As with sexual assault, the issue of domestic violence was raised at the watershed event of the women’s movement in Russia, the First Independent Women’s Fo­rum in 1991, and activism began in earnest following the Second Women’s Forum in 1992 (Racioppi and See 1997; Sperling 1999). From the onset, activists under­stood a central first task to be the naming of the problem in Russian.10 In the language of social movement theory, this meant generating a frame to be used in movement discourse that rediagnoses the problem, identifying the individu­als and processes responsible for the problem in a new way (Benford and Snow 2000). Instead of creating something from scratch, Russian activists turned to global norms against domestic violence. One movement founder from Moscow – based ANNA, who was not fully fluent (yet) in English, claims to have simply and literally translated the English term “domestic violence” (domashnee nasilie) even though the term sounded as awkward in Russian as it does in English.11 As in most domestic violence activism around the world, she, believing that many women in Russia felt responsible for family harmony, wanted to invoke a new un­derstanding that shifted the blame away from women to the perpetrators and to larger structures of society^2

Therefore, as with sexual assault, although some of the Russian interest was based on personal experience, domestic violence activism in Russia, from the beginning, was transnational, drawing upon global feminist norms and linked to transnational feminist activism. This was explicit for ANNA, founded by the Moscow Center for Gender Studies (MCGS), an organization that defines itself as part of global feminism.13 Many of the same transnational (especially North American) feminist entrepreneurs involved in supporting the founding of cri­sis centers and advocating against sexual assault were also essential to domestic violence activism in Russia. As the Cold War had focused on U. S.-Russian dif­ferences, the collapse of the USSR had fostered U. S.-Russian dialogue and fas­cination, leading to, especially in the beginning, a particular American flavor in Russian activism. In particular, early Russian activism drew upon Catharine MacKinnon’s theories of violence against womend4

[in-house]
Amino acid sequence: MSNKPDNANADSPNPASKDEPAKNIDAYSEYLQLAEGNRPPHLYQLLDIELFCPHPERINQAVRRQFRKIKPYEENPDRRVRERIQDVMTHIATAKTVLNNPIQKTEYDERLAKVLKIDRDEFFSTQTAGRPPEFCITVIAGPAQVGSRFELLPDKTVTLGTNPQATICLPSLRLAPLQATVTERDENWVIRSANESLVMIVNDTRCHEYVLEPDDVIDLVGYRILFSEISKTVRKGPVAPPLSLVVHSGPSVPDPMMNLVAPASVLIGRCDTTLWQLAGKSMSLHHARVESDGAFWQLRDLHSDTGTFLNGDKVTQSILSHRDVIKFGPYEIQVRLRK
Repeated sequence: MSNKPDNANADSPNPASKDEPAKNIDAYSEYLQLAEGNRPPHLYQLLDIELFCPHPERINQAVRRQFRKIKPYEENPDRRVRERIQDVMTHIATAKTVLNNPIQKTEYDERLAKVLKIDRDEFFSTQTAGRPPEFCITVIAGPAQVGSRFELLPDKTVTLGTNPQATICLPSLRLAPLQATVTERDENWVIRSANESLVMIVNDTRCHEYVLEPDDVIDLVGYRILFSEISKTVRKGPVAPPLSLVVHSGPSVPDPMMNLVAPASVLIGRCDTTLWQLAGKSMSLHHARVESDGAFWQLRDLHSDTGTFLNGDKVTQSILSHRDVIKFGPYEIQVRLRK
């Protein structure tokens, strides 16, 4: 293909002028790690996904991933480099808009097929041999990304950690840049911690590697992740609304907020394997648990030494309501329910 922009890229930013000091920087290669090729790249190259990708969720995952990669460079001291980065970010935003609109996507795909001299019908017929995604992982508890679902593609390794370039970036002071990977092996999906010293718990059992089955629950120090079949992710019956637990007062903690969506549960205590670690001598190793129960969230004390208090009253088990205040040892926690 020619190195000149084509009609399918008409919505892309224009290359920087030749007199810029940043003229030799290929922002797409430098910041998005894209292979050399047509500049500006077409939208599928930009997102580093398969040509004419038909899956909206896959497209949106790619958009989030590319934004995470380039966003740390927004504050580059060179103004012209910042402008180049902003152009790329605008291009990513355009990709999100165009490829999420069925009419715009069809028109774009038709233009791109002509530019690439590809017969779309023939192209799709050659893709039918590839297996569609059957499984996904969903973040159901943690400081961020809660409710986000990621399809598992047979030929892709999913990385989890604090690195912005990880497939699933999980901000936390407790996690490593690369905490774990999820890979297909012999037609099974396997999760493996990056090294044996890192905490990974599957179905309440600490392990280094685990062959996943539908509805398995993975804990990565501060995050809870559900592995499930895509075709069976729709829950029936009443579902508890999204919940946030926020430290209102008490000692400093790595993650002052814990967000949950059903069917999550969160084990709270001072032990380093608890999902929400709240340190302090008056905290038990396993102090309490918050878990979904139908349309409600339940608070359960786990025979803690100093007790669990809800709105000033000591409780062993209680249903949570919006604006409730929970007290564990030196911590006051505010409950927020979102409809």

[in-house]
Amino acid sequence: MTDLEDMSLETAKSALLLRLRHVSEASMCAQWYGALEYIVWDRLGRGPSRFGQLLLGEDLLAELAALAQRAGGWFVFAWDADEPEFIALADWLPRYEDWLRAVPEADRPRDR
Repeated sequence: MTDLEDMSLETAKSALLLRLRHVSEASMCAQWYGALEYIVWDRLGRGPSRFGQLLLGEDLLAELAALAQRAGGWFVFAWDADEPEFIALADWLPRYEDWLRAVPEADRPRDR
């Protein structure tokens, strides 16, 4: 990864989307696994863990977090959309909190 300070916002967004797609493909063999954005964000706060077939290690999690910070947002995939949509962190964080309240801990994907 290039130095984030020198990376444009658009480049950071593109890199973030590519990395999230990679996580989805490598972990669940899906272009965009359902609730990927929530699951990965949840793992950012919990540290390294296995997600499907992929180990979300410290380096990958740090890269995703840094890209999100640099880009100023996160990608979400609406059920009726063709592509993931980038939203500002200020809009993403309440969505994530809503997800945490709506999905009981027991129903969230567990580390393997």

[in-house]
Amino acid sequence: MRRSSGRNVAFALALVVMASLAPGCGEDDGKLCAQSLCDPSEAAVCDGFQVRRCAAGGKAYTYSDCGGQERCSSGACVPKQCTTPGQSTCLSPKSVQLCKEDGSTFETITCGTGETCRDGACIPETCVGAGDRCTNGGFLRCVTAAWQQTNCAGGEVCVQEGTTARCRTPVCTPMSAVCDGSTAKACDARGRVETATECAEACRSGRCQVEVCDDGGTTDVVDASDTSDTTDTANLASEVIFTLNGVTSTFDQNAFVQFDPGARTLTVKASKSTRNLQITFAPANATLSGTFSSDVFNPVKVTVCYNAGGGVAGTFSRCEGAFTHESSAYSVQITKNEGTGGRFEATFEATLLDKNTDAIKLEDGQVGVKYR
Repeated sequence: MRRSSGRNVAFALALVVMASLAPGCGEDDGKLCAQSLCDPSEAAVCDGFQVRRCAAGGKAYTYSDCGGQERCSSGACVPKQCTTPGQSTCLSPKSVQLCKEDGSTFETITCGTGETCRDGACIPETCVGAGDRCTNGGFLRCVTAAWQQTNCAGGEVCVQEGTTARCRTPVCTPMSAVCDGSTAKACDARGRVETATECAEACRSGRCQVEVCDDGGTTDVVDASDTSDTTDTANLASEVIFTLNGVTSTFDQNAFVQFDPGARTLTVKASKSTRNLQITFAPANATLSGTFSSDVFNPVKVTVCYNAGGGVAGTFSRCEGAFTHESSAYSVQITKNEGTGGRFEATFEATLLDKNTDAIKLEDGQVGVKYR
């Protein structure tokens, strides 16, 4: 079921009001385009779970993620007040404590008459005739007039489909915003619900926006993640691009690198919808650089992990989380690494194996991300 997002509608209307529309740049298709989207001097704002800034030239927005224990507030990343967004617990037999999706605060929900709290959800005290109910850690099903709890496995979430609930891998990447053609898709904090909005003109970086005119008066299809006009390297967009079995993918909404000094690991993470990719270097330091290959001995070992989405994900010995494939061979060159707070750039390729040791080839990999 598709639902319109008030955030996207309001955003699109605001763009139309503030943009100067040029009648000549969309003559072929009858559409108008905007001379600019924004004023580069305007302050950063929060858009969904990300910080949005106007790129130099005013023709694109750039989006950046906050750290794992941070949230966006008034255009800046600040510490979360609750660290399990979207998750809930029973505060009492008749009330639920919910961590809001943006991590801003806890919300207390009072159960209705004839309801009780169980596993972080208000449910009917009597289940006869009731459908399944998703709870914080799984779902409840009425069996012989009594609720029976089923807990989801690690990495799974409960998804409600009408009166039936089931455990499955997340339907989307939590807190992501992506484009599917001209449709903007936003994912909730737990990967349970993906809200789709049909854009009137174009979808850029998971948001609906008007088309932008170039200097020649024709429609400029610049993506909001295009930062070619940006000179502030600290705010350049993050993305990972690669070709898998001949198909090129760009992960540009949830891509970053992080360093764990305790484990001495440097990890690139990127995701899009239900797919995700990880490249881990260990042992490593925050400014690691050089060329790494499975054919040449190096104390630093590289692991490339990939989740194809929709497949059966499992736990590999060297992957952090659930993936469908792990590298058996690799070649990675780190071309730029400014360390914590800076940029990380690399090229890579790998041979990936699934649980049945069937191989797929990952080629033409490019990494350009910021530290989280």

To distribute the norm among the broader women’s movement, the activists turned to the movement’s new magazines. A 1993 article presented domestic vio­lence and “violence in the family” (nasilie v seme) as forms of violence against women (nasilie nadzhenshchinoi), as “yet another weapon against women.” 15 Tak­ing a strong stand, the article contends that other family members are complicit in hiding the violence, because they do not want to start a family quarrel or be­cause they are “afraid to spoil the reputation and career of the family terrorist.” In contrast to the early movements in Great Britain and the United States, Russian activists immediately connected femicide—the murder of women by their current or former domestic partners—with domestic violence.